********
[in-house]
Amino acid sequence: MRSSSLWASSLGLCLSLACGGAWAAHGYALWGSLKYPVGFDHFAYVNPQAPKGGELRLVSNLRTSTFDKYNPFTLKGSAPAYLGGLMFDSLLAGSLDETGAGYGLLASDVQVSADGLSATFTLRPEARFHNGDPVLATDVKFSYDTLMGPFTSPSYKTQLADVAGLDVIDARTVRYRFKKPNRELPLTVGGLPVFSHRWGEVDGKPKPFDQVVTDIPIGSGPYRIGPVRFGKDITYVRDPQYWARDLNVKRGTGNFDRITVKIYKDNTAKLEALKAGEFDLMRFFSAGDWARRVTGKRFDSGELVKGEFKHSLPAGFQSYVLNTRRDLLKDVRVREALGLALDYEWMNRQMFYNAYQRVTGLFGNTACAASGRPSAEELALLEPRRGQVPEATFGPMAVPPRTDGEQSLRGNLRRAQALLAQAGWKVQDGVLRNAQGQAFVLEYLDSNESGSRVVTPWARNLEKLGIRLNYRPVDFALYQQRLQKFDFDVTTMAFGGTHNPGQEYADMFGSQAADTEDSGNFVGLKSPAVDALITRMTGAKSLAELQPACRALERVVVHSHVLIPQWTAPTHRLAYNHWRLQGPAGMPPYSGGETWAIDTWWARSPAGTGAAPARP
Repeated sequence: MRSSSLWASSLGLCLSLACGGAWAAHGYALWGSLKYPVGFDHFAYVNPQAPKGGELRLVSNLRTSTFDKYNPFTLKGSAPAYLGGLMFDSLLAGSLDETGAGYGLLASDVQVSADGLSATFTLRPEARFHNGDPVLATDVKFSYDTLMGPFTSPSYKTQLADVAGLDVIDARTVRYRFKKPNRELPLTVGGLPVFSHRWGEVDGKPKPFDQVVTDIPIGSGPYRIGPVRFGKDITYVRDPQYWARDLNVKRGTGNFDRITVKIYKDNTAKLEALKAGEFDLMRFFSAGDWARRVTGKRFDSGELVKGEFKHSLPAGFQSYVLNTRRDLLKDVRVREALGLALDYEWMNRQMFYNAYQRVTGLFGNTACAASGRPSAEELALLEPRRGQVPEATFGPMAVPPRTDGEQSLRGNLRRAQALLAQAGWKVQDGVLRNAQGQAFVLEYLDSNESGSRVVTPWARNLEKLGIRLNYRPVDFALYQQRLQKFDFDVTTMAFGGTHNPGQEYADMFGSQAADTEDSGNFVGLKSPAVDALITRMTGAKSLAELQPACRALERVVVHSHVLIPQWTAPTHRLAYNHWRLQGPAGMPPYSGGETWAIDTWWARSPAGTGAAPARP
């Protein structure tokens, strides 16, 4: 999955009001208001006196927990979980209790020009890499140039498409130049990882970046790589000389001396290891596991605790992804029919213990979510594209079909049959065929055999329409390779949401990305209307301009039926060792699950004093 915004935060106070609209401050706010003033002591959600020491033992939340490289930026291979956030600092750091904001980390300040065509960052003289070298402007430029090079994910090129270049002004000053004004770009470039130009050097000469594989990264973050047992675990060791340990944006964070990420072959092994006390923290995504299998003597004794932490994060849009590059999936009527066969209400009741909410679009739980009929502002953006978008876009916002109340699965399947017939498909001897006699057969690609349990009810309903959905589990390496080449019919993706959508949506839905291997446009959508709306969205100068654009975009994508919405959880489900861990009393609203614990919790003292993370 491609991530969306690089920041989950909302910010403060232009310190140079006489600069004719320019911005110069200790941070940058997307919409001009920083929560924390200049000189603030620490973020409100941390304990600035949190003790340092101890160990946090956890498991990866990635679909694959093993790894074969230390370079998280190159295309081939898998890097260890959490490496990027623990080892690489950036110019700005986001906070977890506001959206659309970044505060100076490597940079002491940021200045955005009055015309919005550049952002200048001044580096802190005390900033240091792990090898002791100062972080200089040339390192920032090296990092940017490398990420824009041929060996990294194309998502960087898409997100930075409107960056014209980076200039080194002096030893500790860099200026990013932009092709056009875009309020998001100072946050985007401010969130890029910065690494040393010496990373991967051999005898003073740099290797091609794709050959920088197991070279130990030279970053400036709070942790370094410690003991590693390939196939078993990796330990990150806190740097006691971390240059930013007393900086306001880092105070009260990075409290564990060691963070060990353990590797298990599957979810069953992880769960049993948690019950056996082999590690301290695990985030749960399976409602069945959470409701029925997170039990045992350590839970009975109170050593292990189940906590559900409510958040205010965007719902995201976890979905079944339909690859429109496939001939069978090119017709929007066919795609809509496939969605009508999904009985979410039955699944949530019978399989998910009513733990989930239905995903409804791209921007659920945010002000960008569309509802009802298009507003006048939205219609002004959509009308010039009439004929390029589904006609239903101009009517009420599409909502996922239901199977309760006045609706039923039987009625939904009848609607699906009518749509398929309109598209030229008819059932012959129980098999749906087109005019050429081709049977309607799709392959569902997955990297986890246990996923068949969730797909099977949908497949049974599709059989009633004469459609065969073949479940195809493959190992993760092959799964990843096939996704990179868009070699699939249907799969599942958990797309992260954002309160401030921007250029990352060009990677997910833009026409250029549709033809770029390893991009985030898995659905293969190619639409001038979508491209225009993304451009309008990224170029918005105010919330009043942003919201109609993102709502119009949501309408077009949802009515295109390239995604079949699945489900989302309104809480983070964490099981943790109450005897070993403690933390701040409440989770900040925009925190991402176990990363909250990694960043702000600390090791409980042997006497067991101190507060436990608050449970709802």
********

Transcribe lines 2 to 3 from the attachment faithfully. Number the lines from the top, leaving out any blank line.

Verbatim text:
Amino acid sequence: MRSSSLWASSLGLCLSLACGGAWAAHGYALWGSLKYPVGFDHFAYVNPQAPKGGELRLVSNLRTSTFDKYNPFTLKGSAPAYLGGLMFDSLLAGSLDETGAGYGLLASDVQVSADGLSATFTLRPEARFHNGDPVLATDVKFSYDTLMGPFTSPSYKTQLADVAGLDVIDARTVRYRFKKPNRELPLTVGGLPVFSHRWGEVDGKPKPFDQVVTDIPIGSGPYRIGPVRFGKDITYVRDPQYWARDLNVKRGTGNFDRITVKIYKDNTAKLEALKAGEFDLMRFFSAGDWARRVTGKRFDSGELVKGEFKHSLPAGFQSYVLNTRRDLLKDVRVREALGLALDYEWMNRQMFYNAYQRVTGLFGNTACAASGRPSAEELALLEPRRGQVPEATFGPMAVPPRTDGEQSLRGNLRRAQALLAQAGWKVQDGVLRNAQGQAFVLEYLDSNESGSRVVTPWARNLEKLGIRLNYRPVDFALYQQRLQKFDFDVTTMAFGGTHNPGQEYADMFGSQAADTEDSGNFVGLKSPAVDALITRMTGAKSLAELQPACRALERVVVHSHVLIPQWTAPTHRLAYNHWRLQGPAGMPPYSGGETWAIDTWWARSPAGTGAAPARP
Repeated sequence: MRSSSLWASSLGLCLSLACGGAWAAHGYALWGSLKYPVGFDHFAYVNPQAPKGGELRLVSNLRTSTFDKYNPFTLKGSAPAYLGGLMFDSLLAGSLDETGAGYGLLASDVQVSADGLSATFTLRPEARFHNGDPVLATDVKFSYDTLMGPFTSPSYKTQLADVAGLDVIDARTVRYRFKKPNRELPLTVGGLPVFSHRWGEVDGKPKPFDQVVTDIPIGSGPYRIGPVRFGKDITYVRDPQYWARDLNVKRGTGNFDRITVKIYKDNTAKLEALKAGEFDLMRFFSAGDWARRVTGKRFDSGELVKGEFKHSLPAGFQSYVLNTRRDLLKDVRVREALGLALDYEWMNRQMFYNAYQRVTGLFGNTACAASGRPSAEELALLEPRRGQVPEATFGPMAVPPRTDGEQSLRGNLRRAQALLAQAGWKVQDGVLRNAQGQAFVLEYLDSNESGSRVVTPWARNLEKLGIRLNYRPVDFALYQQRLQKFDFDVTTMAFGGTHNPGQEYADMFGSQAADTEDSGNFVGLKSPAVDALITRMTGAKSLAELQPACRALERVVVHSHVLIPQWTAPTHRLAYNHWRLQGPAGMPPYSGGETWAIDTWWARSPAGTGAAPARP